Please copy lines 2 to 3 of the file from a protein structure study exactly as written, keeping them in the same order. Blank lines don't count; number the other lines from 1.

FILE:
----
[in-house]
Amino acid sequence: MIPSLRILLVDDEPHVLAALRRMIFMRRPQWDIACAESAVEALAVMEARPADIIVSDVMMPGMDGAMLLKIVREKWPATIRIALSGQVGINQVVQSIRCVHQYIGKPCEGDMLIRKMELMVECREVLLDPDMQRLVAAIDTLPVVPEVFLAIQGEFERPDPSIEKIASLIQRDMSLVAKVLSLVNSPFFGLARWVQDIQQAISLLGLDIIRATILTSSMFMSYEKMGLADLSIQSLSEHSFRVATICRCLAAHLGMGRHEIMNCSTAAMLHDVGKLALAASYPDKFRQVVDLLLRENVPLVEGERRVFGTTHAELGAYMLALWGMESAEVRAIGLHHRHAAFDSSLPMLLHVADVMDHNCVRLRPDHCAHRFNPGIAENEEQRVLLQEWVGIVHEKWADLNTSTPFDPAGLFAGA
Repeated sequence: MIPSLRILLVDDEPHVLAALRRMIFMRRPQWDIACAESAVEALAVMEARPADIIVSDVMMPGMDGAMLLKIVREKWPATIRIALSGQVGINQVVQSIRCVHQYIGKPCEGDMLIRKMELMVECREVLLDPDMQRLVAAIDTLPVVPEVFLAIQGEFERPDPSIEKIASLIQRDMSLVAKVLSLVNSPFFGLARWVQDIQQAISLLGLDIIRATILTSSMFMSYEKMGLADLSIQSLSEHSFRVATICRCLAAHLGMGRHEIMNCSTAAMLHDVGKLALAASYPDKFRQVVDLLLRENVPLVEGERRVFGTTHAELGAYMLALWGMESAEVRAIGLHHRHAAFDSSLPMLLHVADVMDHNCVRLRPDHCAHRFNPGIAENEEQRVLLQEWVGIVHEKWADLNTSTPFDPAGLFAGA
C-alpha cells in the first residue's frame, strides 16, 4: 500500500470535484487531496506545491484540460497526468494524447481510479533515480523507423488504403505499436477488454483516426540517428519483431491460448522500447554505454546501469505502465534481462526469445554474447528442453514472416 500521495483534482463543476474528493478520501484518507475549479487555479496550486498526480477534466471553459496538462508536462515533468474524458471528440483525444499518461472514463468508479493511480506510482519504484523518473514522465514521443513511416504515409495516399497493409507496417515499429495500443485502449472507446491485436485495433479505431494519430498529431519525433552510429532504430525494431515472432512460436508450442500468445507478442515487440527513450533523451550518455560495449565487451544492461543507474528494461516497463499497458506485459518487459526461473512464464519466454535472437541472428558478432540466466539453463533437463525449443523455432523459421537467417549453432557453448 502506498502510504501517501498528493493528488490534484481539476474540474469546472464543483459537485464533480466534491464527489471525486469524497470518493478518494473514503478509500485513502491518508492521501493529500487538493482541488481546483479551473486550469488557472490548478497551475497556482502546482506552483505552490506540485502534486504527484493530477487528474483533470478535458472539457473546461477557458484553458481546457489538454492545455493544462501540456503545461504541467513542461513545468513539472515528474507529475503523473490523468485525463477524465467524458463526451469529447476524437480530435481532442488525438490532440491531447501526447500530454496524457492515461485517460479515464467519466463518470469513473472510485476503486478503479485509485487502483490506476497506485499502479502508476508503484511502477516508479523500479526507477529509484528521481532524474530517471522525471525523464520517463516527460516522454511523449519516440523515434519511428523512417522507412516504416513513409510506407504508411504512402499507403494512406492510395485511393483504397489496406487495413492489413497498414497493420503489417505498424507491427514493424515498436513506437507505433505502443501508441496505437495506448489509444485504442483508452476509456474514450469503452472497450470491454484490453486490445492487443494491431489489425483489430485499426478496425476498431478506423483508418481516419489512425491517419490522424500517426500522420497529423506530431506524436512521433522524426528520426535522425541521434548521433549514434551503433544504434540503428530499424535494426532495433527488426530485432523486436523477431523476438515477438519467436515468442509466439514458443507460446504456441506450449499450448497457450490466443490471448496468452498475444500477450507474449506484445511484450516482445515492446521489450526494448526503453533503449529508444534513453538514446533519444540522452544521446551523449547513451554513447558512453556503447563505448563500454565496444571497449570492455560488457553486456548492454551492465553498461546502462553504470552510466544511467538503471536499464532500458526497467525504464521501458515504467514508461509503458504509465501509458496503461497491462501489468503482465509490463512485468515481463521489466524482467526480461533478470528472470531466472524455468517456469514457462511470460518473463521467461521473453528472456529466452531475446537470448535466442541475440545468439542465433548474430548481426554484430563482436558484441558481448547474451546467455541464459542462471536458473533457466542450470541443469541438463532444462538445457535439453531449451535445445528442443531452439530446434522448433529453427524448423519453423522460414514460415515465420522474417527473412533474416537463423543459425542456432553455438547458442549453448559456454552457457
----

Amino acid sequence: MIPSLRILLVDDEPHVLAALRRMIFMRRPQWDIACAESAVEALAVMEARPADIIVSDVMMPGMDGAMLLKIVREKWPATIRIALSGQVGINQVVQSIRCVHQYIGKPCEGDMLIRKMELMVECREVLLDPDMQRLVAAIDTLPVVPEVFLAIQGEFERPDPSIEKIASLIQRDMSLVAKVLSLVNSPFFGLARWVQDIQQAISLLGLDIIRATILTSSMFMSYEKMGLADLSIQSLSEHSFRVATICRCLAAHLGMGRHEIMNCSTAAMLHDVGKLALAASYPDKFRQVVDLLLRENVPLVEGERRVFGTTHAELGAYMLALWGMESAEVRAIGLHHRHAAFDSSLPMLLHVADVMDHNCVRLRPDHCAHRFNPGIAENEEQRVLLQEWVGIVHEKWADLNTSTPFDPAGLFAGA
Repeated sequence: MIPSLRILLVDDEPHVLAALRRMIFMRRPQWDIACAESAVEALAVMEARPADIIVSDVMMPGMDGAMLLKIVREKWPATIRIALSGQVGINQVVQSIRCVHQYIGKPCEGDMLIRKMELMVECREVLLDPDMQRLVAAIDTLPVVPEVFLAIQGEFERPDPSIEKIASLIQRDMSLVAKVLSLVNSPFFGLARWVQDIQQAISLLGLDIIRATILTSSMFMSYEKMGLADLSIQSLSEHSFRVATICRCLAAHLGMGRHEIMNCSTAAMLHDVGKLALAASYPDKFRQVVDLLLRENVPLVEGERRVFGTTHAELGAYMLALWGMESAEVRAIGLHHRHAAFDSSLPMLLHVADVMDHNCVRLRPDHCAHRFNPGIAENEEQRVLLQEWVGIVHEKWADLNTSTPFDPAGLFAGA